2. I suppose intiimidation is a legitimate factor, given the way the lege was cowed by a couple hundred people in face paint and fake braids last year (or perhaps it was by having Roger Goodell showing up with Moose and Rocco to help them find their checkbooks).

    Given the potential damage that legislators can do, however, perhaps we should consider a bill limiting the number of them that can be “chambered”.

  3. Excuse me if I ignore Nick’s ignorant prattle to take note of just how far the Great Man has fallen.

    From “Guy Who Knows Stuff” to baby sitting dim witted You Tube content providers. A perilous decline indeed.

    One could have some great fun with the imagined dialogue that fills the UpChuck “newsroom” 😉

  4. Don’t know if any of you have any experience with the Community Colleges that are located on the Range and points north, but here is something that I find telling. First, my daughter attended Vermilion CC in Ely. During orientation, they spoke proudly about their support of hunters and other outdoor sports participants, highlighting the fact that students could indeed bring their rifles and shotguns to school with them. Of course, they needed to be checked in and out by the head of facilities and only during hunting season. It was interesting to note that they had 4 large gun safes (I understand that they have added 2 more since my daughter was there) that were full. According to this facilities manager, other schools up there, i.e. Hibbing, Rainy River, etc. had the same situation. Funny, I haven’t heard of any gun fights or shootings on any of those campuses.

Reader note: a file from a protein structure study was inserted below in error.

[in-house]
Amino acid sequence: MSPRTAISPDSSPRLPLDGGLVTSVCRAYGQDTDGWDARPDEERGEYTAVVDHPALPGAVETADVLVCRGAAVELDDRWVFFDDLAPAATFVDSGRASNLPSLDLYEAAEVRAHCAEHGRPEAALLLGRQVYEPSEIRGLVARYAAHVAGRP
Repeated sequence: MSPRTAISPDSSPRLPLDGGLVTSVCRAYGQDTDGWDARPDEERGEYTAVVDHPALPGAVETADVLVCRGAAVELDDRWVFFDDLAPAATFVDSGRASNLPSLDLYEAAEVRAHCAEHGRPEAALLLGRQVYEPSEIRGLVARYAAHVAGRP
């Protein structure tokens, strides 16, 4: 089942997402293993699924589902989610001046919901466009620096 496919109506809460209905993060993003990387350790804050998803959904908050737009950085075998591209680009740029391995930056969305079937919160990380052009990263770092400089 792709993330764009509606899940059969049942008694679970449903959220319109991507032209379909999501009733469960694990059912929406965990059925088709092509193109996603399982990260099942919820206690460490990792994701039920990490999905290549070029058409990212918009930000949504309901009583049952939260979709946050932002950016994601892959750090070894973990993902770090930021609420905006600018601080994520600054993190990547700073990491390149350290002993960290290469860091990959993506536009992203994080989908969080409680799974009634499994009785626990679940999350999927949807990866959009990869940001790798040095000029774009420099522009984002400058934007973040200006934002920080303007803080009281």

On another note, the dorm on Vermilion’s campus is coed to the point that guys rooms are on the same floors as women’s rooms. On one Parent’s Day, my daughter introduced me to the guys across the hall. During our discussion, it turned out that they were hunters. Further on in the conversation, one of these young men quipped; “I think that the girls on this campus are safe from rapes, because no one knows whether or not the girl has a gun in one of those safes.”

  5. I can say definitively that it is quite easy to have a conversation about guns in a room full of guns.

    I had just such a conversation last Saturday, when I and another soldier discoursed on the finer points of the 2nd amendment to several young soldiers who listened intently, all the while cleaning the M240B belt fed machine guns they were working on.